Recent College Grad Quits Her First Corporate Job After Only 3 Months — 'I Was Crying Every Day'

She admitted that she felt incredibly unhappy at her job and her mental health was deteriorating because of it.

Stressed businesswoman fizkes / Shutterstock

Transitioning from being in school to suddenly becoming an adult with a full-time job and all of these financial responsibilities can be quite the wake-up call.

It's normal to feel overwhelmed, which seemed to be the case for Cora Shircel, a recent college graduate who admitted in a TikTok video that she quit her first corporate job just months into the position.

Shircel explained that she quit her corporate job after three months because she was 'so unhappy.'

In Shircel's video, she filmed herself getting ready to quit her job, opting to give a little bit of backstory as to why she was suddenly leaving after only being there for three months.


"When I started my job, only three months ago after graduating with my undergrad, I had no idea what I wanted to do with my life. So I ended up staying in school to get my Masters degree," Shircel said. She admitted that she didn't regret that decision, but only did it to stall having to get out into the real world.



She ended up graduating during the summer, right around the time she turned 23. Shircel recalled applying to "probably 500 jobs" and after three months of searching was finally offered a position, which was such a relief for her. "I jumped out of my bed [with] joy when I got sent that contract," she shared. 


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On paper, the job was ideal. It was precisely what she wanted to do and located in the exact area in Chicago that she desired. "It was like the universe tied up this perfect job position with a bow and handed it right to me." However, things didn't go quite as planned. 

"[When] I first started working, it was definitely an adjustment... But as time went on, things just seemed to get worse," Shircel said. "I was crying every single day, already going to therapy twice as often as I normally did, to the point where I'd be on the train commuting to work and I was just sobbing my eyes out because I didn't want to go."

Shircel tried to hold on but admitted that every day seemed to be worse than the last.

Shircel continued, saying that she debated quitting every single day since starting the job. "I kept just trying to convince myself like, this is going to get better. Well, a few weeks ago the breaking point finally came," Shircel said.


She recalled that she'd been working remotely one day and at around 4 p.m., she began crying, suddenly overwhelmed by all of the work she had to do and the environment she was in. Shircel admitted that she ended up crying for three hours straight. “It was in that moment, I realized that nothing was worth that amount of stress,” she shared.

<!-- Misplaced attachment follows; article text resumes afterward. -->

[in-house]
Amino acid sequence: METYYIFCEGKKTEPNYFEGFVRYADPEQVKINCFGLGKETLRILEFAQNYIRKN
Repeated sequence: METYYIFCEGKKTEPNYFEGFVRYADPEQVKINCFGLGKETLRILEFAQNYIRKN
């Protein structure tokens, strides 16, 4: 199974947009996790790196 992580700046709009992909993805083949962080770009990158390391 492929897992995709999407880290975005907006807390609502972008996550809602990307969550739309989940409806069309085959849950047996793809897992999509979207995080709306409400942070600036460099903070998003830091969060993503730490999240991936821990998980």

"I cried every single day for the past three months," she added. "I was so sad and honestly embarrassed that my first ever job out of school did not work out."

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Like Shircel, many other Gen Z workers refuse to compromise their mental health and well-being for the sake of a job, no matter what. According to a report from LinkedIn, more than half of U.S. workers, 61%, are considering leaving their jobs in 2023. An even higher percentage of Gen Z are planning to call it quits than any other generation.

Younger generations are also the most likely to aspire to be their own boss, with 76% of Gen Z and millennials saying that this is a goal, compared to 63% of those who are Gen X and older.



In a follow-up video, Shircel recorded herself sending her resignation email to her job, officially quitting.

Riddled with obvious nerves, Shircel admitted that she was both "scared and shaking" with the reality of such a big decision.




"Today's the day. About to resign from my position," she informed viewers. "I'm actually shaking [and] I'm gonna cry immediately when I turn this camera off. My stomach's gonna drop."

As Shircel mentioned, a job isn't always the right fit, and you shouldn't have to force yourself to enjoy it or find the better parts of it, especially at the expense of your own mental health. A job should enhance, not diminish, one's quality of life, and it's okay to walk away when the cons outweigh the pros. 

RELATED: Gen X Mom Asks 'Where Did The American Dream Go?' As She Explains How Much Her Kids Have Struggled Since Graduating College


Nia Tipton is a Chicago-based entertainment, news, and lifestyle writer whose work delves into modern-day issues and experiences.